By Sarah Crowley Chestnut
Soup and I go way back. On fall nights during high school, when I returned home at dinner time after volleyball practice, the welcoming aroma of my mother’s chicken noodle or her beef stew met me on the short, brick walk way to our front steps. And there were biscuits on the table, too, nestled in a basket, tucked in with a cloth napkin to keep them warm.
In my second year of college I had mono for a month, and my mother brought me her chicken noodle in a quart-sized mason jar when she and my father were in town on business. I knew that I was loved.
In the years after college when I lived in Prague, teaching English to students bright as a lit wick, I taught myself how to make a creamy potato soup, studded with the bright half-circles of carrots I bought at the vegetable market in the small plaza at the mouth of the metro. There was celery, too, and white wine. I learned how to make a roux.
One afternoon a Czech co-worker took me on a walk through the heart of the old town, and we stopped “for refreshment” in a small tavern, tucked (like those warm biscuits), in a thick medieval wall. We sat at a table that was small and round. The waiter brought us a rendition of borscht that seared itself into my memory. It was chunky: beets, carrots, potatoes, tomatoes. There was sausage that made it smokey. And the pigment of the broth!
During my years at Regent College I ate soup every Tuesday, with the rest of the school, from a white bowl balanced on my knees, and a Portuguese bun spread with peanut butter and raspberry jam leaving a dusting of flour over everything. In time, I was the one who made that Tuesday soup with the help of many hands. I learned to extract garlic from its skin properly: trim the root end, set it on your board, lay the flat of your knife on the cloves and let the heel of our hand fall hard on the smooth steel. Pluck the crushed clove from its husk. Repeat. There was roasted butternut squash. There was vegetable barley. During Lent, even nettle and potato to remind us of the sting of thorns.
It is fall—deep fall—in New England; the air snaps hungry jaws and what it wants is soup. At L’Abri we make soup by the gallons: Ben’s Corn Chowder, Mary Frances’s Tortellini Spinach, Liz’s Potato Leek. Or this past Monday, because it was Halloween, my Pumpkin Apple Autumn Gold. I am told there was always soup at the Schaeffer’s table. And when I was a Helper here in Southborough, trying to recreate that Prague borscht from my tastebud’s memory, word got back to me that Joe Morrell had told Joshua, “Your wife understands soup.” I really can’t think of a better compliment one could pay me. It amounts to this: soup is as simple as sunbeams, and as complex as the light they make.
So join us at the table. Pumpkin Apple Autumn Gold is hot, and warm biscuits are tucked and waiting.
Recommended Reading and Cooking:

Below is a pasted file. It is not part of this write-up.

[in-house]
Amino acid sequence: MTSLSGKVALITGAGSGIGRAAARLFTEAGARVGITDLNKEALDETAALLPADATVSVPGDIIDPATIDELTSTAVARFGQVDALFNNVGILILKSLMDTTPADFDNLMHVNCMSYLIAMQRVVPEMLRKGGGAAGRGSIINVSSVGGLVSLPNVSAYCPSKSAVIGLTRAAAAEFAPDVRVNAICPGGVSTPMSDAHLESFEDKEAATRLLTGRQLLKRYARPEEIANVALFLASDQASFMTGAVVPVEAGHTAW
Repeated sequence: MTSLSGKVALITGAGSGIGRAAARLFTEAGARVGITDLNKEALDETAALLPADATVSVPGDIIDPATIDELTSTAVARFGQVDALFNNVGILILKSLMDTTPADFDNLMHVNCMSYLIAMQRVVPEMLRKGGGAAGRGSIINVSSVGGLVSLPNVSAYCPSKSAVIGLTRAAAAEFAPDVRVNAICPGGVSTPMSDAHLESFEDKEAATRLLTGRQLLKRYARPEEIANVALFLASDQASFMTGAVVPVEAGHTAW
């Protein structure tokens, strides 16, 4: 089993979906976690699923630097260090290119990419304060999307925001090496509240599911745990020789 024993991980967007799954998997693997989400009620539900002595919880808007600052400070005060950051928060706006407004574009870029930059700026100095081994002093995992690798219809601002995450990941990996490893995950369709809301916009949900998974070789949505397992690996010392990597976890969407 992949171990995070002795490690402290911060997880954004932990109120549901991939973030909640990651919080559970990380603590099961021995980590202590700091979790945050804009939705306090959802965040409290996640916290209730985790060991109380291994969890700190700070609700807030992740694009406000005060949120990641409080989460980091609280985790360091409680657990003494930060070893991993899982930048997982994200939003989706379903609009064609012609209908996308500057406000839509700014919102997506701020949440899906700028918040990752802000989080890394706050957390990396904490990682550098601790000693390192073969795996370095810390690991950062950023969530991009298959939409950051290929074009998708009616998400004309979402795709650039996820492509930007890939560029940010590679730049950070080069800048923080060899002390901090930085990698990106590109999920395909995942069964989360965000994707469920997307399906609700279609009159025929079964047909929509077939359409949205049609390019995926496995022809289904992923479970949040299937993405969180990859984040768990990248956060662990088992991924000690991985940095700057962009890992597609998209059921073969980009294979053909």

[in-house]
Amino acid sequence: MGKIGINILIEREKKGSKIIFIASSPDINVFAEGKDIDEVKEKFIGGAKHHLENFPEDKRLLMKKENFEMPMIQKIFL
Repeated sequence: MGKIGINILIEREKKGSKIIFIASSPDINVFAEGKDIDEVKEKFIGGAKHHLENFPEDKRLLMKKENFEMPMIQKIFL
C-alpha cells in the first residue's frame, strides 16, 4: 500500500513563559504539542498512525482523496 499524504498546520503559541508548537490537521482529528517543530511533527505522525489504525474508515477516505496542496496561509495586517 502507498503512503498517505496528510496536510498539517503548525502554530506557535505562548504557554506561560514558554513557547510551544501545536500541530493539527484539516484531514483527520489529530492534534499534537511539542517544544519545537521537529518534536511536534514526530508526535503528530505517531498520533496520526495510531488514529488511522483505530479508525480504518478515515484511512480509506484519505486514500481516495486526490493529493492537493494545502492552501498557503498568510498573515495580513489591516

The Supper of the Lamb, Robert Farrar Capon (especially the chapter, “Living Water”)
Twelve Months of Monastery Soup, Brother Victor-Antoine d’Avila Latourrette
The Moosewood Cookbooks—any of them—for great vegetarian soup recipes.
Pumpkin Apple Autumn Gold (adapted from Moosewood Cooks for a Crowd)
This recipe makes 25 12-oz. Servings. Invite your neighbors over and plan to freeze some, too. Or halve the recipe.
16 cups / 7 lbs Cooked pulp of pumpkin or other winter squash (I used a mixture of sugar pie pumpkin, kabocha and butternut squash)
10 cups / 2 lbs.8oz. Onions, chopped
½ cup Olive oil
1 tsp Dried thyme
3 TBS Fresh sage, chopped (optional)
1tsp Ground nutmeg
1-2 tsp Ground cinnamon
1 thumb-size piece Fresh ginger, peeled and finely chopped (optional)
8 Bay leaves
2 generous pinches Kosher salt
Several cranks Fresh ground pepper
4 cups / 1 lb. 4 oz. Carrots, chopped
6-8 cups / 2 lbs. Celery, chopped
1 cup White wine (optional)
3 qts. Chicken or vegetable stock
1 qt. Apple juice
1 qt. Orange juice
more salt and pepper to taste
Plain yogurt and toasted pumpkin seeds to garnish
- Halve and seed the pumpkin/squash, rub lightly with olive oil and bake, covered with foil, at 400F for about an hour, or until very soft. Set aside and then scrape out the pulp when it is cool enough to handle. Meanwhile…
- Heat oil in a large pot, add onions, herbs, spices, salt, pepper and bay leaves and saute until onions begin to soften.
- Add the carrots, celery and white wine, stir and cover, cooking on medium heat for 10-15 minutes. Stir occasionally.
- Add the stock and bring to a boil. Reduce to a simmer and cook, covered, until the vegetables are very soft. Remove the bay leaves as best as you can.
- In a blender, puree the squash, juices and rest of the soup in batches until smooth. Taste for salt and pepper and season to taste. Reheat gently.
- Garnish with a swirl of yogurt and a sprinkle of pumpkin seeds.